The first open beta test for the Fort Vancouver Mobile project, as part of the historic site's annual Brigade Encampment on June 18, was yet another reminder to us of how weather dependent use of an outdoor mobile app can be.
Friday, June 17, was an unseasonably hot day. I spent a few hours at the site, making sure the app was primed and ready for testing, and came home with a sunburn. The glare from the intense sun, particularly around noon, made seeing the mobile screen tough at times, but that was a minor usability issue in comparison to what testers dealt with the next day.
Typically, in the Northwest, the skies are gray, and there is sporadic rain. But there usually are clearings, too. On Saturday, the weather was pretty much drizzle to downpour throughout the testing period, which I finally pulled the plug on about 1:30 p.m., after the lunch crowd left the site.
Special thanks are due, by the way, to: Brady Berkenmeier (PI of the Kane's Wanderings module), who helped throughout the day; to Dene Grigar and John Barber of the Creative Media and Digital Culture program at WSU Vancouver for their direct support as well; and to the fort staff, including Chief Ranger Greg Shine and volunteer coordinator Kimm Fox-Middleton, for making our test as comfortable as possible, considering the conditions, including providing a historic tent for us to work under.
The marketing of the beta test seemed to work well this time, with many reTweets and several pieces of direct correspondence generated by the various announcements. Greg even remarked that the mobile app launch was the most talked about part of the Brigade Encampment on the historic site's Facebook page.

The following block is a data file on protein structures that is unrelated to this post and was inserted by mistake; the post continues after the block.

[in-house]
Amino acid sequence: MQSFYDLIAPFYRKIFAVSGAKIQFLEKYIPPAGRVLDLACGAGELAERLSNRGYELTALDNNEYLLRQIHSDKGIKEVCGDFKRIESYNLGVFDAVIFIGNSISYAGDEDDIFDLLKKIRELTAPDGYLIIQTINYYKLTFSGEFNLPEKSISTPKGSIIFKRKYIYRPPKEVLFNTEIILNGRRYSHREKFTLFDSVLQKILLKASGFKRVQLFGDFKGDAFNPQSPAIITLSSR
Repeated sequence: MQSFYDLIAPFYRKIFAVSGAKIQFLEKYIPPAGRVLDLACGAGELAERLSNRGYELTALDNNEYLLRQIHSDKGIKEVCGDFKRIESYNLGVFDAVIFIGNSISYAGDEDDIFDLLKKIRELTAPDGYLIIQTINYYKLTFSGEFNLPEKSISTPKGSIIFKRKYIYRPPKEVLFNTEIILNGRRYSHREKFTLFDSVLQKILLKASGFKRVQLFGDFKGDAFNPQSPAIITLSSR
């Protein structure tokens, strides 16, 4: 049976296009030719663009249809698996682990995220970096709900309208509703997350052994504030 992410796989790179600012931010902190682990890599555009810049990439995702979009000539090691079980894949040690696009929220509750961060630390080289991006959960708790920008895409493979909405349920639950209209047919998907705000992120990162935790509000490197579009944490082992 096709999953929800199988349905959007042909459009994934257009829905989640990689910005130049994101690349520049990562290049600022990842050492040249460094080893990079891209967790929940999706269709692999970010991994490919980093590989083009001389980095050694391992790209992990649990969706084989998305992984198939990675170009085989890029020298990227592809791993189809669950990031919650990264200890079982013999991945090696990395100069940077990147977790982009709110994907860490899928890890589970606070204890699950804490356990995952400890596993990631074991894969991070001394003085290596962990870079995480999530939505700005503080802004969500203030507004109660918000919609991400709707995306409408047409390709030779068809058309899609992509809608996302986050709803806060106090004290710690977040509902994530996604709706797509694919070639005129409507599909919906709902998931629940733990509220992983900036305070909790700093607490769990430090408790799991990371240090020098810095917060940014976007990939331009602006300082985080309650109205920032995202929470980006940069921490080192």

A 5K run weaved through the historic site about 10 a.m., and many people (of the hundreds that jogged by) slowed down to look at what we were doing before continuing the run. That was more great exposure for the project.
Those who did test the app during the Brigade Encampment were exceedingly positive about the experience. Yet the rain sleeting sideways, the misting of the screens, the cold fingers trying to manipulate the app, and the difficulty in taking notes as well as conducting paper surveys in such an environment, overall seemed to me to be out of context with what would be typical use. So when the sun returns, or at least the rain stops, we'll be back out there. ...
Fort Vancouver Mobile - A video overview
Courtesy of: Research Assistant Aaron May of Washington State University Vancouver's Creative Media and Digital Culture program. Produced in 2011.
Video highlights from the apps (36-minute version)
This montage provides a sampling of some of the video media in the Fort Vancouver Mobile apps. This app is much more than just a video distribution system, but these videos show the variety of content, from expositional segments to new journalism to those intended to prompt the development of interactive narratives.
More about the fort
More about mobile storytelling ...
Phase One background
- William Kaulehelehe background
- Hawaiians at Fort main
- Hawaiians at Fort brochure
- Polynesian Cultural Center (Hawaii)
- Leaving Paradise book by Barman and Watson
- Crossing East (NPR excerpt on Hawaiians)
- Crossing East (radio series)
- Hula's history (NPR piece)
- Ke Kukui Foundation
- Na Hawaii
- Kalama ceremony (video)
- Clark County gov's Hawaiian link